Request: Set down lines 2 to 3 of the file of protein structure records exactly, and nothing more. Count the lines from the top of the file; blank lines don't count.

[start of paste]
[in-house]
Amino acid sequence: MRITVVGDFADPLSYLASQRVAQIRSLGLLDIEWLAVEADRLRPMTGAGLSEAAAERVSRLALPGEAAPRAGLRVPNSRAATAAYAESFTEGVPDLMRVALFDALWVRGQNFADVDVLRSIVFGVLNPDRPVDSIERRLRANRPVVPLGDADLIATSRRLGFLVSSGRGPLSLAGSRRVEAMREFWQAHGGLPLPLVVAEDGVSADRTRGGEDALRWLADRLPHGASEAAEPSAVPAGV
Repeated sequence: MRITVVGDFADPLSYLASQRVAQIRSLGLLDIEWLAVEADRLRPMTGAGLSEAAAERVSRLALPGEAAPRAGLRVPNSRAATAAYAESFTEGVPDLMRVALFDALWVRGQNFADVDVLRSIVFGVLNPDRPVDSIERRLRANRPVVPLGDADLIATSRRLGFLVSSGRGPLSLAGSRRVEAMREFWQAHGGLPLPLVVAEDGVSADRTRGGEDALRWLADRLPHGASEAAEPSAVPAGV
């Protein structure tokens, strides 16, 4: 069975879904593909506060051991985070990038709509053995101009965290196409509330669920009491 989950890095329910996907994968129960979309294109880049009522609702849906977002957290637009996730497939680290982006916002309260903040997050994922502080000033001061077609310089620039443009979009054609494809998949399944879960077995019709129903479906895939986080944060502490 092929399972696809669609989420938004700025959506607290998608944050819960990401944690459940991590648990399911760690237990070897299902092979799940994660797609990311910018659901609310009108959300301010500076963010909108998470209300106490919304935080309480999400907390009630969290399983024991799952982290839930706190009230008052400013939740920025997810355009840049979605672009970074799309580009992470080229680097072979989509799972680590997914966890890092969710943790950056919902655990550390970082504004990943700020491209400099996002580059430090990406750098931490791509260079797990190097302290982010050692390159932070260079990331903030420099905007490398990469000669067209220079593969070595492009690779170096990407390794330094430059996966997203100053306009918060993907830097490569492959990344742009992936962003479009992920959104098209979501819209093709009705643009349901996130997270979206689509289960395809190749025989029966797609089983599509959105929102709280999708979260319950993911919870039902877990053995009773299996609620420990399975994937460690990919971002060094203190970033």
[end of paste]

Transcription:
Amino acid sequence: MRITVVGDFADPLSYLASQRVAQIRSLGLLDIEWLAVEADRLRPMTGAGLSEAAAERVSRLALPGEAAPRAGLRVPNSRAATAAYAESFTEGVPDLMRVALFDALWVRGQNFADVDVLRSIVFGVLNPDRPVDSIERRLRANRPVVPLGDADLIATSRRLGFLVSSGRGPLSLAGSRRVEAMREFWQAHGGLPLPLVVAEDGVSADRTRGGEDALRWLADRLPHGASEAAEPSAVPAGV
Repeated sequence: MRITVVGDFADPLSYLASQRVAQIRSLGLLDIEWLAVEADRLRPMTGAGLSEAAAERVSRLALPGEAAPRAGLRVPNSRAATAAYAESFTEGVPDLMRVALFDALWVRGQNFADVDVLRSIVFGVLNPDRPVDSIERRLRANRPVVPLGDADLIATSRRLGFLVSSGRGPLSLAGSRRVEAMREFWQAHGGLPLPLVVAEDGVSADRTRGGEDALRWLADRLPHGASEAAEPSAVPAGV